Best birdnote podcasts we could find (Updated October 2018)
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BirdNote strives to transport listeners out of the daily grind and into the natural world with outstanding audio programming and online content. The stories we tell are rich in sound, imagery, and information, connecting the ways and needs of birds to the lives of listeners. We inspire people to listen, look, and exclaim, “Oh, that’s what that is!”
 
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This Band-tailed Pigeon may sound like an owl, but it's a case of mistaken identity. The song of the American Robin could be confused with that of the Black-headed Grosbeak. And then, there's the Black-capped Chickadee.By info@birdnote.org (Tune In to Nature.org).
 
In spring, we often hear woodpeckers hard at work, carving out nest holes in tree trunks. And now that fall has arrived, we may hear that excavating sound again. Some woodpecker species stay year round in the region where they nest, while others migrate south in winter.By info@birdnote.org (Tune In to Nature.org).
 
Who among us hasn’t almost walked into a glass door? Birds though, especially when migrating, run the risk of colliding with reflective glass in urban areas.By info@birdnote.org (Tune In to Nature.org).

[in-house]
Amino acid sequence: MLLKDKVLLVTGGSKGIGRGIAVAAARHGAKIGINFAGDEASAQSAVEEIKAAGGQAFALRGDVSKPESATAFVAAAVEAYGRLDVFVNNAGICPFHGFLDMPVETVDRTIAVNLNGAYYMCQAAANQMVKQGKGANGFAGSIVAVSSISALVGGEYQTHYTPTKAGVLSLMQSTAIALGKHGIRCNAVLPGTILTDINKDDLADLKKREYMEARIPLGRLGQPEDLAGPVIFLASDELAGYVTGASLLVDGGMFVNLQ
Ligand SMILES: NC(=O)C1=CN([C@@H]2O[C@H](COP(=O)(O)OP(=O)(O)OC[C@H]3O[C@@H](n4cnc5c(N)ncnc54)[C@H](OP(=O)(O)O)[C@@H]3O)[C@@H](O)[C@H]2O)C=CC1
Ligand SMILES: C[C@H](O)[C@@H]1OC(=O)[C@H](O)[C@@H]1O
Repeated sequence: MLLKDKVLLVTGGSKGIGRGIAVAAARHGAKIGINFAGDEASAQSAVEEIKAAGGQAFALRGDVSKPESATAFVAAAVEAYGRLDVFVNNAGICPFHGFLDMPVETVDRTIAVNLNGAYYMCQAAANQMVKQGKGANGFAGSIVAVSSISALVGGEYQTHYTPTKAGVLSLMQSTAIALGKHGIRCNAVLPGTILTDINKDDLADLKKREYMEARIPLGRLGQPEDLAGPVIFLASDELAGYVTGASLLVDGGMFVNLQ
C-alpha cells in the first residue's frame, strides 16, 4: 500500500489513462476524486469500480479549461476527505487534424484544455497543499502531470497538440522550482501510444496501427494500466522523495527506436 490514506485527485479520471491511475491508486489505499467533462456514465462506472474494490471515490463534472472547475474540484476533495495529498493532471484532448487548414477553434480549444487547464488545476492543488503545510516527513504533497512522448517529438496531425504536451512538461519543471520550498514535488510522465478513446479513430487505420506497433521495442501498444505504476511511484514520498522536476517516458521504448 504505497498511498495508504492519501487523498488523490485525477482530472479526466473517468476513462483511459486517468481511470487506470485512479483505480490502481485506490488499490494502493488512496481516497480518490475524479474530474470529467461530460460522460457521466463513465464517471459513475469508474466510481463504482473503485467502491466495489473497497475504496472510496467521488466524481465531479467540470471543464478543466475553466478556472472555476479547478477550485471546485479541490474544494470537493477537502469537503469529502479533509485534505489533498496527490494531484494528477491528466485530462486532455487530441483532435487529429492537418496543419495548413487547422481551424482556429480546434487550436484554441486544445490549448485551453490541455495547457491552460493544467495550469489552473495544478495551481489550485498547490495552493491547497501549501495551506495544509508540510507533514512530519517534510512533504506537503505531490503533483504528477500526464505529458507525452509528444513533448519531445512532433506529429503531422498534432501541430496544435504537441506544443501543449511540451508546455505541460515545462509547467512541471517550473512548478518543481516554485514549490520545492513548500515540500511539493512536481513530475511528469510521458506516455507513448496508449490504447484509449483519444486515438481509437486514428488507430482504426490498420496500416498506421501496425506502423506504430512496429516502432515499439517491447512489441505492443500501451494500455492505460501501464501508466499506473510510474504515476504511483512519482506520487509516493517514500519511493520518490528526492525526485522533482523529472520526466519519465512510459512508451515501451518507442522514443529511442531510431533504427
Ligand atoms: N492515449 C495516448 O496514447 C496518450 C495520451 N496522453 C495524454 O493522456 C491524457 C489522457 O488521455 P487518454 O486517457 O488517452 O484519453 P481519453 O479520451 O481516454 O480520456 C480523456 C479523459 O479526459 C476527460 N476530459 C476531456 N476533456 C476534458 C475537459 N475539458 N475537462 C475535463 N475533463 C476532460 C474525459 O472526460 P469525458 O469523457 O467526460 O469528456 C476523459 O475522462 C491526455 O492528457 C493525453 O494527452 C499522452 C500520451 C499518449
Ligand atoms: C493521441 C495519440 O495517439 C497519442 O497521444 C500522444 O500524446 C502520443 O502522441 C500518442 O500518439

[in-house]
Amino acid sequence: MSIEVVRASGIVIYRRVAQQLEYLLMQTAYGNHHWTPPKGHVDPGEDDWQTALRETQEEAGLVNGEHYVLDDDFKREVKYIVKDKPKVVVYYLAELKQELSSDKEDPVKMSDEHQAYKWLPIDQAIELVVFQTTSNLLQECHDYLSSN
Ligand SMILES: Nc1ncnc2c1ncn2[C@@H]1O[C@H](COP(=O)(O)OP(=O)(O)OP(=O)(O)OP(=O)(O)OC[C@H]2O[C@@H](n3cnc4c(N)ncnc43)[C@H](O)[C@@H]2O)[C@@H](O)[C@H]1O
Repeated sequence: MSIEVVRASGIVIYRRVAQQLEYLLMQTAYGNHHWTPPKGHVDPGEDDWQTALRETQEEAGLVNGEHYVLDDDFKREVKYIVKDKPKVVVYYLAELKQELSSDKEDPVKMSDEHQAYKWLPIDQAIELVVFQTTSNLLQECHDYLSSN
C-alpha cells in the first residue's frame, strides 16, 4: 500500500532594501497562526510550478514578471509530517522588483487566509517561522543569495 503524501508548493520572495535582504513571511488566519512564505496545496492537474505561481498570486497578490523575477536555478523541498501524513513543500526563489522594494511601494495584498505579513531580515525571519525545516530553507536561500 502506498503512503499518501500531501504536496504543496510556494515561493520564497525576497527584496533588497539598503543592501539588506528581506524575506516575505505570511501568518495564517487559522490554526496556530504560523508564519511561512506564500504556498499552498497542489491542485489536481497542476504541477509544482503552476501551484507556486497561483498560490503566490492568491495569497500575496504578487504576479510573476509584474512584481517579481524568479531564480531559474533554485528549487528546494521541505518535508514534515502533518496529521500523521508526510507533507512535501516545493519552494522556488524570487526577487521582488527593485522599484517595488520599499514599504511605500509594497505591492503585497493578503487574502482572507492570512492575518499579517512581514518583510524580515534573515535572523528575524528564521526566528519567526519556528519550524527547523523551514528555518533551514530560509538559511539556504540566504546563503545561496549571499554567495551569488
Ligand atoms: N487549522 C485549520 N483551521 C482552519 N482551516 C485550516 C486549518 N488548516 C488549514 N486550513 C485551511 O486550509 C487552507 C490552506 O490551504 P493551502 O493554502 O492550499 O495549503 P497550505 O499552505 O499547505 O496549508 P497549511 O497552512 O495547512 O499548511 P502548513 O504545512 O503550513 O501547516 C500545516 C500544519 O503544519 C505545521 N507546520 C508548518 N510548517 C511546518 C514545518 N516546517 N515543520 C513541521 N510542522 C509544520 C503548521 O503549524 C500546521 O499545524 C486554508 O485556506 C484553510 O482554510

The Dark-eyed Junco is one of the most abundant backyard birds in North America. But it’s not our only junco. In the Southwest, the Yellow-eyed Junco lives in cool mountain forests from Arizona and New Mexico, through Mexico into Guatemala.By info@birdnote.org (Tune In to Nature.org).
 
A beautiful Rose-breasted Cockatoo named Harri took the adventure of a lifetime. She set off unseen on a cruise ship from Brisbane, Australia, and wasn’t discovered until the ship neared New Zealand.By info@birdnote.org (Tune In to Nature.org).
 
The Merlin Bird ID smartphone app from the Cornell Lab of Ornithology is a free, easy way to help you identify new birds.By info@birdnote.org (Tune In to Nature.org).
 
The Emperor Penguin is the largest penguin on the planet. It’s also the deepest and longest underwater diver. Biologist Jessica Meir, pictured here, traveled to Antarctica to study their amazing feats.By info@birdnote.org (Tune In to Nature.org).
 
American Goldfinches are one of our most familiar birds, but they lead lives that are anything but ordinary. These birds will sometimes raise two broods a year, have a secret weapon against cowbirds, and have the ability to distinguish between songs that — to our ears — sound the same.By info@birdnote.org (Tune In to Nature.org).
 
The Eastern Phoebe (pictured here) is one of the most familiar flycatchers east of the Rockies. Because the Eastern Phoebe repeats its name when it sings, it’s a pretty straightforward voice to identify and remember.By info@birdnote.org (Tune In to Nature.org).
 
In many urban areas, collisions are the fate of hundreds of thousands of birds, like this Brown Creeper. But Annette Prince and volunteers with Chicago Bird Collision Monitors are making a difference.By info@birdnote.org (Tune In to Nature.org).
 
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